The BP-Feinberg matter raises an issue that goes well beyond that case. That is, the use of a “Claims Facility” to permit a law firm to avoid otherwise applicable ethical rules. This device can be used in any case in which a defendant is potentially liable for multiple causes of action and/or a class action – e.g., for an oil spill; an airplane crash; a pharmaceutical that causes disability, death, or birth defects; etc. Here’s how it works.
1. The defendant retains a law firm.
2. The defendant decides, unilaterally, the maximum amount for which it is willing to settle all claims against it.
3. The law firm creates a Claims Facility to administer the defendant’s settlement fund.
3. The law firm, having been retained, then enters a contract with the defendant that expressly provides that, in administering the Claims Facility: (a) The law firm will provide its professional services in administering the fund, and that all employees will act in a professional manner; (b) The law firm has no conflicts of interest with the defendant with regard to its administration of the Claims Facility; (c) In administering the Claims Facility, the law firm will hold all client information in confidence, subject to specific exceptions, such as information that becomes generally known; (d) Before the law firm reveals any confidential information relating to the Claims Facility, e.g., in response to a statutory requirement or court order, the law firm will give timely notice to the defendant so that the defendant can seek a protective order; (e) All information gathered by the law firm from the claimants will ultimately be turned over to the defendant, with no restrictions as to its use; (f) Nevertheless, the law firm is an independent contractor and is not in a lawyer-client relationship with the defendant in its administration of the Claims Facility.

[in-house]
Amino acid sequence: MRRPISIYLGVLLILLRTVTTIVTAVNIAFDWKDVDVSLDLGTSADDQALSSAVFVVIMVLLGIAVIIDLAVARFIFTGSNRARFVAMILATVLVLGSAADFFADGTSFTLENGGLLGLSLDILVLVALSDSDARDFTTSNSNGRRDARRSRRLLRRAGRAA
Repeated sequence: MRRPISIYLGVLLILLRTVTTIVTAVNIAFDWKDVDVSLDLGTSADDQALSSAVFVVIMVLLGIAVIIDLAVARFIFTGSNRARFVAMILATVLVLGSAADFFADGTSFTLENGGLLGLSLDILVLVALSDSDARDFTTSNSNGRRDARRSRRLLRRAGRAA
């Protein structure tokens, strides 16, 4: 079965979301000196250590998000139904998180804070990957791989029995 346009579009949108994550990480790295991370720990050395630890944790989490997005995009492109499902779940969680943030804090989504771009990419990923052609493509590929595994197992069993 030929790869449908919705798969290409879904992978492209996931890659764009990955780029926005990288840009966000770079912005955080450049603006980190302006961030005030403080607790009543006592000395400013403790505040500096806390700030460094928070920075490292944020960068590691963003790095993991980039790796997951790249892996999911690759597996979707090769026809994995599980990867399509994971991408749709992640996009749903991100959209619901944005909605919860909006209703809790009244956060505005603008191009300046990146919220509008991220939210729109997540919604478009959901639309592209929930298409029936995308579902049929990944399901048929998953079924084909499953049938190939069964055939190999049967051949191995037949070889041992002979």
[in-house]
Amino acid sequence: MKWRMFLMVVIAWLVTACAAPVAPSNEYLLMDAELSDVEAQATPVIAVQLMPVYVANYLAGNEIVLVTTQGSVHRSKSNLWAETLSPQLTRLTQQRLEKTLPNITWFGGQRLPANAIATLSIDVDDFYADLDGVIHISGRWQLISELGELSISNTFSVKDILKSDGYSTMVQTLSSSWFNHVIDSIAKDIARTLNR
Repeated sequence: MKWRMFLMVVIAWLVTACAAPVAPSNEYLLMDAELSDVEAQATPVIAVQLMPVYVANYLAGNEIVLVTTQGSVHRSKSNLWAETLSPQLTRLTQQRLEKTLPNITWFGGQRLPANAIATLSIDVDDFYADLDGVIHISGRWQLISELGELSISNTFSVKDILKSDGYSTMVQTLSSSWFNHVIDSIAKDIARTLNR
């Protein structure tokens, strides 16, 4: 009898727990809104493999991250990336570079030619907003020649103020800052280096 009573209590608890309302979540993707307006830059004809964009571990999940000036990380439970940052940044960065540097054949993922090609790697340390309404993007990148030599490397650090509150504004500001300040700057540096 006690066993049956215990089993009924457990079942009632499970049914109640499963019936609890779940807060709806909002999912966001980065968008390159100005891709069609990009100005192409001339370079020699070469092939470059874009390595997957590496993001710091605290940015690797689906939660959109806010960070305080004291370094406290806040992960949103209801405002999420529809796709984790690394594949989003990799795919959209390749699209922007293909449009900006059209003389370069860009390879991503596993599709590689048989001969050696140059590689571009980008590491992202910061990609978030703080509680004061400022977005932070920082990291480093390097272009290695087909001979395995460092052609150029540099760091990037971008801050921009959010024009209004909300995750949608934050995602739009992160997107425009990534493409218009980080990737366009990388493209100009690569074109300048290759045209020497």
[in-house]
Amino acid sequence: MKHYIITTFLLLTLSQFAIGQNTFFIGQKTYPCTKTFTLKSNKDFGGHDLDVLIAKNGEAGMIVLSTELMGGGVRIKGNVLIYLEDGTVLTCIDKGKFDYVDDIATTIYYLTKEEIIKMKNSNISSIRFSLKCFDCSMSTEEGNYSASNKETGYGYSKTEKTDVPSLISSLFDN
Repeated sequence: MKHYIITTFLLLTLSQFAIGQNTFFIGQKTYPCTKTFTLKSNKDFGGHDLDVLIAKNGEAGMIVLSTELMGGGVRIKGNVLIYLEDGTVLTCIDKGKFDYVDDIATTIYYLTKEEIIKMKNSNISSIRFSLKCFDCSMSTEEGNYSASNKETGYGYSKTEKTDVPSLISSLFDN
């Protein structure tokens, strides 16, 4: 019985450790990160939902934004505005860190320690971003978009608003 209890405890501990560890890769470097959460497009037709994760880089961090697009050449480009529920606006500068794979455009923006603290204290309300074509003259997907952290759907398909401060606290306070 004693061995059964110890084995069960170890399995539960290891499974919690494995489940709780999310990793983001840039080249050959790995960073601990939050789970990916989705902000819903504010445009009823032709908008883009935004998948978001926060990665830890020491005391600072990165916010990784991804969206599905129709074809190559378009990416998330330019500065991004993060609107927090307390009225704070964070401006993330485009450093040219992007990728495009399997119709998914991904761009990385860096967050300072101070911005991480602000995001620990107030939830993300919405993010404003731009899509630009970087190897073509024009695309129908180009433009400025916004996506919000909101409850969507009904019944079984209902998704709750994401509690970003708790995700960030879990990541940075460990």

4. The law firm obtains an expert opinion saying that (a) There are no lawyer-client duties owed to the defendant by the law firm in the administration of the Claims Facility, such as loyalty and confidentiality; (b) There is no lawyer-client relationship between the law firm and the defendant in the administration of the Claims Facility; (c) Therefore, the law firm is not bound by ethical rules, such as MR 4.2, which forbids a lawyer in representing a client to unilaterally bypass an adverse party’s lawyer and communicate directly with that party, or MR 4.3, which (i) forbids a lawyer in representing a client to state or imply to an unrepresented party that the lawyer is disinterested; (ii) requires a lawyer to correct misunderstandings in that regard on the part of the unrepresented party; and (iii) forbids the lawyer to give legal advice to the unrepresented party other than advice to secure counsel.
It seems to me that this kind of device can effectively nullify applicable ethical duties, as well as seriously impair access to justice on the part of claimants. Shouldn’t something be done about this?